import Ember from "ember";
export default Ember.Handlebars.makeBoundHelper(function(amount, options){
  var amount = (amount/100).toFixed(2);
  var currencyAmount = "$"+ amount + "";
  return currencyAmount;
}); 
Insert the above into app/helpers/to-currency.js.
We use makeBoundHelper here instead of just helper or registerBoundHelper due to ember-cli. Ember-cli utilises the makeBoundHelper and makes it accessible to the ember container, this is outside the scope of this post, but if you'd like to dig a little into our applications internals within the console, run Transactions.__container__ within your browser.
The alternative to using this is using registerBoundHelper is that we'd need to take the extra step to define the helper function, then register our helper within app.js.
If we reload our application now we should see our transaction amount looking all pretty.

Routes

This is where most guides would start discussing Ember controllers and creating new transactions from within. We're not going down that path.
A Route in Ember represents state, which is represented with a url. As we're going to be manipulating data, and thus the state of the current page, we're going to store our actions relating to creating a new transaction in a route. To start though we need to specify a new route for the user to hit.
Router.map(function() {
  this.resource('transactions', { path: '/' }, function(){
    this.route('new'); 
  });
});
Here we have made /transactions/new available. This, by convention, will ensure Ember generates a TransactionsNewRoute, but we're going to create one of our own and start handling user input. To take user input we need a form, so let's create a new template for our transactions form:
<form {{action "createTransaction" on="submit"}}>
  <label for="transaction-name">Name:</label>
  {{input type="text" value=name id="name"}}

  <label for="transaction-amount">Transaction Amount:</label>
  {{input value=dollarValue id="comp-currency"}}

  <button type="submit">Save Transaction</button>
</form>
In Ember, if we don't assign a string to a value, that then becomes available to the context object within the template, bear this in mind when we start to look at our Route object later on.
So now that we have a form, let's make our form save our transactions with a Route:
import Ember from 'ember';

export default Ember.Route.extend({
    model: function(){
        return this.store.createRecord("transaction", { amount: 0, name: 'New Transaction' });
    },

    actions: {
      createTransaction: function(){
        var self = this;
        var transaction = this.controller.get('model');
        // TODO: set date format the way you want it.
        transaction.set('occurredOn', new Date);
        transaction.save().then(function(){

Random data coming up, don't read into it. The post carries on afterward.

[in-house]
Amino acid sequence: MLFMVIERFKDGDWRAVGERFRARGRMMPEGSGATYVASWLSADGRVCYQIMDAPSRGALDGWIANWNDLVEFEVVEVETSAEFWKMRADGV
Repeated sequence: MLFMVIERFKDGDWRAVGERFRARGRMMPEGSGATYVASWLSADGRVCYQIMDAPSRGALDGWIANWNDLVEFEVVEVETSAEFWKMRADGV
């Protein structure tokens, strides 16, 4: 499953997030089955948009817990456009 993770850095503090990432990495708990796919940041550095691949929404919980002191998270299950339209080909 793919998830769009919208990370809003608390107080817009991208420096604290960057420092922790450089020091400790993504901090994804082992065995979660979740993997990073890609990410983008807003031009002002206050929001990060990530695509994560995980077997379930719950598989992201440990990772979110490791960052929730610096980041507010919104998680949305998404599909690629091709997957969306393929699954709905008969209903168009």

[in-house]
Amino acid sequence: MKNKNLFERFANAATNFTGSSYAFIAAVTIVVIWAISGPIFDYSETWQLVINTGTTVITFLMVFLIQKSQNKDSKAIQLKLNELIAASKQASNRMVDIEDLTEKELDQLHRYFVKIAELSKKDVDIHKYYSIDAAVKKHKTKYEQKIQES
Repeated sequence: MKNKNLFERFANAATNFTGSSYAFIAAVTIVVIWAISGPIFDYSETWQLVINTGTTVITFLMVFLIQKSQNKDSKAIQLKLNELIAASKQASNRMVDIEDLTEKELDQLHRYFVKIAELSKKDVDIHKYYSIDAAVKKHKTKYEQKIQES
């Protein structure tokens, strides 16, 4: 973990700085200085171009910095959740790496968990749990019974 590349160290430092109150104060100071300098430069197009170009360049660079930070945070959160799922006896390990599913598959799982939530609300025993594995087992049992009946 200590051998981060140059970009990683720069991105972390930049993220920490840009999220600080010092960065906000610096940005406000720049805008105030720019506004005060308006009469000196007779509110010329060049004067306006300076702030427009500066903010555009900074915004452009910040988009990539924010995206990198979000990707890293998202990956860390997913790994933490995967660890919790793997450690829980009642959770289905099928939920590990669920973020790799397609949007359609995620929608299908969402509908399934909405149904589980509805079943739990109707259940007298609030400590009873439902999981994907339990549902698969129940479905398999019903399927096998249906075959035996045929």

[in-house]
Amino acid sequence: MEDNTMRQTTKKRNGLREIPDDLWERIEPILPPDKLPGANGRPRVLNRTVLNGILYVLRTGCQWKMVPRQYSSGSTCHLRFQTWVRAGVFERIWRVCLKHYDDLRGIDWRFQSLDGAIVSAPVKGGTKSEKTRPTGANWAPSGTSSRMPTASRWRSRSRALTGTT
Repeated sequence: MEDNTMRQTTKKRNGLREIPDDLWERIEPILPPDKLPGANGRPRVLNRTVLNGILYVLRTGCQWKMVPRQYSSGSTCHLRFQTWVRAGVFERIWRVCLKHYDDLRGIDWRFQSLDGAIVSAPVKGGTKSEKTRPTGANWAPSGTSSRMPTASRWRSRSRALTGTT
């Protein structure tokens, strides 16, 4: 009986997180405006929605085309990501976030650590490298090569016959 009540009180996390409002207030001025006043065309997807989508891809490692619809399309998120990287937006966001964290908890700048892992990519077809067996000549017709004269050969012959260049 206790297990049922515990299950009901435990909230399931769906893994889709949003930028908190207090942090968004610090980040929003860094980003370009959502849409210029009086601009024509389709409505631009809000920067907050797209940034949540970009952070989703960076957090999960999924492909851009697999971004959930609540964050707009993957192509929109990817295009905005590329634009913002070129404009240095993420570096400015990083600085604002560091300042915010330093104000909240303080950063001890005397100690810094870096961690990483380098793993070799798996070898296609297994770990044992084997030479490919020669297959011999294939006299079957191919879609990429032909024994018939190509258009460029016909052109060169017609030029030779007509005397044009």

self.transitionTo('transactions.index');
        });
      }
    }

});
Ok, there's a lot going on here, so lets break it down.
First up, we instantiate a brand new instance of transaction within the route, place it inside the model hook, and set it with some defaults using the createRecord method. This then sends the model to the controller, which if you remember from our first post talks exclusively to the template.
Next is our actions, specifically our createTransaction action. We can define actions within a Route object, a Controller or a View. To make understanding when to use which earlier, if you're dealing with data changes, use the Route, if you're dealing with changes within the object or collection, use a Controller, if you're dealing with interactions between views, use the View.
Within our createTransaction action, we retrieve our controller model, which seems a bit odd as we've defined it above. However we need to explicitly retrieve the model object as it stands from the controller, which as we reminded ourselves above, talks to the template. So here, we get the object as it stands in our form. We then save our new transaction, and make use of promises to return to the transactions index once complete.
There's one piece to puzzle missing, how does our dollarValue from our template, map to the amount on our model. The answer is in fact, in our model.

Computed Properties

One of Ember's most powerful features is computed properties.
It allows you to declare functions as properties on an object. When we create a computed property we defined the properties of the object it depends on at the end of the function, we can also use this to build a computed property that depends on another computed property. Awesome!
In our case below we have a computed property of dollarValue to map dollar values to cents in our database. When we use this property in our form, it sets the amount to the unformatted amount entered in. So when it comes time to saving the form, it automatically does all the adjustments for us.
var Transaction = DS.Model.extend({
    name: DS.attr('string'),
    amount: DS.attr('number'),
    occurredOn: DS.attr('date'),
    dollarValue: function(key, value, previousValue) {
        var currency;
        if (value !== undefined) {  // set was called
            var amount = Math.round(value * 100);
            currency = accounting.unformat(amount);
            this.set("amount", currency);
        } else {
          currency = this.get('amount');
        }

        // Get the value and return for either set or get.
        amount = (currency/100).toFixed(2);
        return accounting.formatMoney(amount, "");
    }.property('amount')
});

One more thing

There's just one thing we need to do, and that's instantiate an Ember Object Controller so our form gets all the attributes proxied through. So let's create a new TransactionsNewcontroller:
import Ember from "ember";

// Make TransactionsNewController an ObjectController,·
// so that it will proxy properties. !important
export default Ember.ObjectController.extend({

});

Monday, 25 August 2014

Intro to ember.js

Ember CLI

Ember is an opinionated JavaScript framework, it subscribes to the Rails philosophy of convention over configuration and makes it very easy to start building well structured, rich, client side applications.